The long and winding road

Ari Herstand sets out on a journey to make music that touches a chord

Claire Joseph

With the outpouring of acoustic musicians following in the footsteps of major-label artists such as Dave Matthews, John Mayer and Jack Johnson, it’s hard to determine who has talent and who doesn’t.

When the path has already been beaten, paved, plowed and salted, is it good enough to just be able to drive?

Maybe the answer to this question must remain an enigma.

Clearly, there were acoustic musicians who came before those listed above. And, with masses of musicians following in their footsteps, there will be other artists who achieve stardom.

The point, though, is that if you sound like everybody else who’s famous, you’re good, but whether you’ll be famous too could be a different story.

Ari Herstand, a music business and songwriting student at St. Paul’s McNally Smith College of Music, is good.

Herstand, who lists some of his musical influences as the Dave Matthews Band, Damien Rice, Mayer and Ben Folds, sounds a lot like the guys he idolizes.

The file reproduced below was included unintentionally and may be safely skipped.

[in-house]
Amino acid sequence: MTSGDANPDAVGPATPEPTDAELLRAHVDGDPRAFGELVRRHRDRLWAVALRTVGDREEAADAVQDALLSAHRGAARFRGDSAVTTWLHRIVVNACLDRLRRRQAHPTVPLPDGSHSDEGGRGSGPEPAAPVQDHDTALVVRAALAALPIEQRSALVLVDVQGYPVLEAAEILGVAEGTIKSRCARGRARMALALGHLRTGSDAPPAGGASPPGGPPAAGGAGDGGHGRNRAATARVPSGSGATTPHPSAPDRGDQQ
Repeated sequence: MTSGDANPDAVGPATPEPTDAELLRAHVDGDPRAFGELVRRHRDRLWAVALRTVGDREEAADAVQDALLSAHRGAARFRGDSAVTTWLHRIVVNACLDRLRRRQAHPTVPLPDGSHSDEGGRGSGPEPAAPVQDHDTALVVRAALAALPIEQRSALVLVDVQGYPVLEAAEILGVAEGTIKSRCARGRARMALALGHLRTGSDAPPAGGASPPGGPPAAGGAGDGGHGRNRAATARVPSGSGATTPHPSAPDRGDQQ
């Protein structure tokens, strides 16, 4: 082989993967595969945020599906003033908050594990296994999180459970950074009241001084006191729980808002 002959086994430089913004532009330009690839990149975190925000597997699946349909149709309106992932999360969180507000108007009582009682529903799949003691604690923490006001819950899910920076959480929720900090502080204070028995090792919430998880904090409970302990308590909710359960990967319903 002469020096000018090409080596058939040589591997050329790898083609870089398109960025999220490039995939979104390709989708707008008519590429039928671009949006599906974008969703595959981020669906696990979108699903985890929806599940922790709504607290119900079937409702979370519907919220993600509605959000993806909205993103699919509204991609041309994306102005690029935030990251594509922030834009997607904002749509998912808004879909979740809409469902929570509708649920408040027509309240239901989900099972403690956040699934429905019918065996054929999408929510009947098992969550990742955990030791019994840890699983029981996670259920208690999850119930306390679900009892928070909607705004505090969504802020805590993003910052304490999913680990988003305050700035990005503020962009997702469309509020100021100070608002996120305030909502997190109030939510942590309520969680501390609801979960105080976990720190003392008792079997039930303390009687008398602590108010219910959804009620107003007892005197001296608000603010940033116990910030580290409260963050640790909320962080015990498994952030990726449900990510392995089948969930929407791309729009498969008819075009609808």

“I want to be a successful singer, songwriter. Success being the million-dollar word,” Herstand said.

Herstand’s demo CD sounds heartfelt, and it’s clear he is good enough to play on the same stage as any of his idols. In fact, Herstand has played on the same stage as Chris Castino, of The Big Wu, and Mitch Rutman, who plays on the Dave Matthews Band “Live in Chicago 12/19/98” album. This experience sets Herstand apart from the guy down the hall in your apartment building.

For Friday’s performance, an ensemble band will join Herstand’s acoustic strumming.

“The music stays stylistically the same – nothing drastically is different – but there’s just a little more ‘oomph,’ ” Herstand said. “The beatboxer and the bassist and the cello kind of add a new element. It’s kind of a weird combination, but it flows pretty well.”

Accompanying Herstand is bassist Kevin Bychowski and three University students – beatboxer Anthony “Soundshaker” Brown, cellist Lucas Shogren and vocalist Christy Schmalfeld.

Playing the Steak Knife is not Herstand’s ultimate goal, though.

“Ideally, I’d love to play at a larger scale, touring constantly and having a large fan base, but you know, I just want to be successful as a musician,” Herstand said.

As he says in his song, “Proud Honeybee,” Herstand and his followers are “dreamin’ that one day we’ll be on top of it all.”